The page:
(Here’s a video guide from Adafruit that gets the job done with a bit of soldering. (I’m happy to solder when it’s necessary, but as I expected, I was able to get this done with the right parts and no soldering.))

I found a Motorola Laptop Dock on eBay for a fairly decent price and then set out ordering the closest-match cables I could find, and then adapter after adapter to tie them all together. (Two, I had to source from overseas.) It took some time, but with all parts finally in hand, it was as snap to get the Pi talking to the Lapdock. I used a few strips of velcro to temporarily attach the enclosed Pi to the back of the screen, wired it all together, added a WiFi dongle, and I was in business. The whole arrangement is a little “cabley,” but it works great.

I do get strange looks in the Starbucks, however…

Posted in Other Platform | 2 Comments

Behold: The 5×86 System Build Is Complete!

Back in November I became inspired by the knowledge that my favorite old school DOS MODplayer had “recently” received an update, and expressed my intention to more-or-less recreate the 486-class DOS PC upon which I enjoyed many, many hours of MOD music, scenedemos and games back in 1996 or so.

Well, it was a long road getting everything together, but a few weeks ago I finally completed the build. I took a detour or two from the original plan but, for the most part, the PC is the same machine I was using nearly 20 years ago:

  • AMD 5×86 133 (overclocked to 160MHz, making for a 40MHz bus)
  • ASUS PVI-486SP3 motherboard (VLB, PCI, ISA slots) w/ 256K L2 cache, 32MB RAM
  • Cardex Tseng ET4000/W32p-based VLB video card w/ 2MB DRAM
  • Adaptec 1542 SCSI controller
    • Seagate Hawk 1GB SCSI HD
    • Toshiba 32x SCSI CD-ROM drive
  • Gravis Ultrasound (“Classic”) w/ 1MB sample DRAM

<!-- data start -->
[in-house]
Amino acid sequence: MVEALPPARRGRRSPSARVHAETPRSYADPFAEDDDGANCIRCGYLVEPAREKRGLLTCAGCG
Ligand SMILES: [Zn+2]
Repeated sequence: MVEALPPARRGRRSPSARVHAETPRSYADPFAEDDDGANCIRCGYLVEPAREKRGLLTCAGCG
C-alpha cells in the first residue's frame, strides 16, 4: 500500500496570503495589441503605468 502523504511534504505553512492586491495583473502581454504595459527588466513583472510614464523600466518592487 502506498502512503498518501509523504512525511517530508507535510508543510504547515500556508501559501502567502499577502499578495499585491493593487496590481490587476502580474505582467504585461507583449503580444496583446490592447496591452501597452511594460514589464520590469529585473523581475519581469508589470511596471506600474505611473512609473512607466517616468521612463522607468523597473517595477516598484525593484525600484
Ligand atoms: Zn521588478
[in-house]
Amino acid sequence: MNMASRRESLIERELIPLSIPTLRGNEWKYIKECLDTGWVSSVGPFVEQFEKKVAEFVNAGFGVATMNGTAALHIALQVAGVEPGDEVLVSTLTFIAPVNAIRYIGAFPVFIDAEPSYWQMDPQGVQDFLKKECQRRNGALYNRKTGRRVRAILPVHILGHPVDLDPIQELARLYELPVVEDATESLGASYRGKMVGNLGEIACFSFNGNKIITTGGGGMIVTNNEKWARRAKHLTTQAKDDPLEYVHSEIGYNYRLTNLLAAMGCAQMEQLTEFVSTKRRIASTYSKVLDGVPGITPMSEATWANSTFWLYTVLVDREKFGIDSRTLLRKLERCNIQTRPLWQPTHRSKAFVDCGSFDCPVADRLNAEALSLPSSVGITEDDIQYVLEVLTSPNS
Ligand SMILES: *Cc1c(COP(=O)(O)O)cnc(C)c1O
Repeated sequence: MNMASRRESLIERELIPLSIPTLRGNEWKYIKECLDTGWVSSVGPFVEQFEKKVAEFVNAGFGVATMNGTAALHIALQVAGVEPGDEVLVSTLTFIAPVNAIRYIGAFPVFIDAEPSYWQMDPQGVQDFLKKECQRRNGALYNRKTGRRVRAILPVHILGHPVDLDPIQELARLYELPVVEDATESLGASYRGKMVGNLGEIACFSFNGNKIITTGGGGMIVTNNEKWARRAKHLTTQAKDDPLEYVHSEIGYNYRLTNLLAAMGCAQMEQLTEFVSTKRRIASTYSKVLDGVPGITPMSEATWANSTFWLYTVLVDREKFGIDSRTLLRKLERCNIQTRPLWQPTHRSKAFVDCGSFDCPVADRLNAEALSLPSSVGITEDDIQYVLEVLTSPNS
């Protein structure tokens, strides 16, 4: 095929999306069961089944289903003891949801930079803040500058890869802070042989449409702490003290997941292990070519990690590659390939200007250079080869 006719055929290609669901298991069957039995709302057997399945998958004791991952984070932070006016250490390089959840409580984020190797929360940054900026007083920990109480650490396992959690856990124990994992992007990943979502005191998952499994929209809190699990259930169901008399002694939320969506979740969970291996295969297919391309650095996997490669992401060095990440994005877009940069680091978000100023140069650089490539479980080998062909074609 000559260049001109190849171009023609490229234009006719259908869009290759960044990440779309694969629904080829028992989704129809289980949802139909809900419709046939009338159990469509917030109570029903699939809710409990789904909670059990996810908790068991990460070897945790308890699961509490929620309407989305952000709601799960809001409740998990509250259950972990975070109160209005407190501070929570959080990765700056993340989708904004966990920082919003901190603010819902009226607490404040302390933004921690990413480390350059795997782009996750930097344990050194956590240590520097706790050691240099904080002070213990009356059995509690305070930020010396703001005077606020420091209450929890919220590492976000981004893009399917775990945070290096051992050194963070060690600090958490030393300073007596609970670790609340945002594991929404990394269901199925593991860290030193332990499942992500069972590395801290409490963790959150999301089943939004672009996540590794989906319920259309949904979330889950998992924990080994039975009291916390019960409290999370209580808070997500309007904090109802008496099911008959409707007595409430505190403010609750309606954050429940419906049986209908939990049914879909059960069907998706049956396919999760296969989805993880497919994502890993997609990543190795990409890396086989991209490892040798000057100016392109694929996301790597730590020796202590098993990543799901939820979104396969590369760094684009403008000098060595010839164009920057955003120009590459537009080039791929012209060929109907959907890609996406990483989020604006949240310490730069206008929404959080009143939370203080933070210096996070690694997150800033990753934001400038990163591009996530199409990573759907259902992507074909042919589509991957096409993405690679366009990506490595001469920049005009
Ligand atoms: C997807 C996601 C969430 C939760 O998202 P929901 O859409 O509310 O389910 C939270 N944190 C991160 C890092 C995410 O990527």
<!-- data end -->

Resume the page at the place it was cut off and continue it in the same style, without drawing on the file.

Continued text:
• 3Com EtherLink III Ethernet adapter
  • The same Focus FK-2001 mechanical keyboard and Logitech serial mouse from my original, 1996 PC
  • MS-DOS v6.22, Windows 98 OSR2.5, Norton System Commander 7

Some of the more interesting drills were trying to get a SCSI drive to work with my original DPT SCSI card (I ended up jumping over to a more widely supported, if less mighty, Adaptec card), sourcing SRAM chips to upgrade the motherboard cache as well as the oddball 24-pin DRAM chips needed to upgrade the video card to 2MB RAM, getting Ethernet networking running under DOS (with mTCP), and fixing the CMOS battery well after I snapped part of it off…

A number of twitter pals urged me to film the build, so I did, but it’s a pretty rough production, I must confess. Still, those wanting to see this system come together, here it is.

I’ve actually had more fun with the completed system than I imagined I would. I’ve got it loaded with demos and games and MOD/S3M/XMs. It’s been great fun seeing what more or less the highest spec “486″ system you can build is capable of. In fact…I’ve had so much fun with scenedemos in particular that I have decided to build a second PC designed to chase down the next era of productions, the ~1997-2001 DOS demos that run in high res, high color VESA framebuffers. Socket A Athlon Thunderbird 1400C, here I come! (And, of course, I’ll bring a full report as that project unfolds.)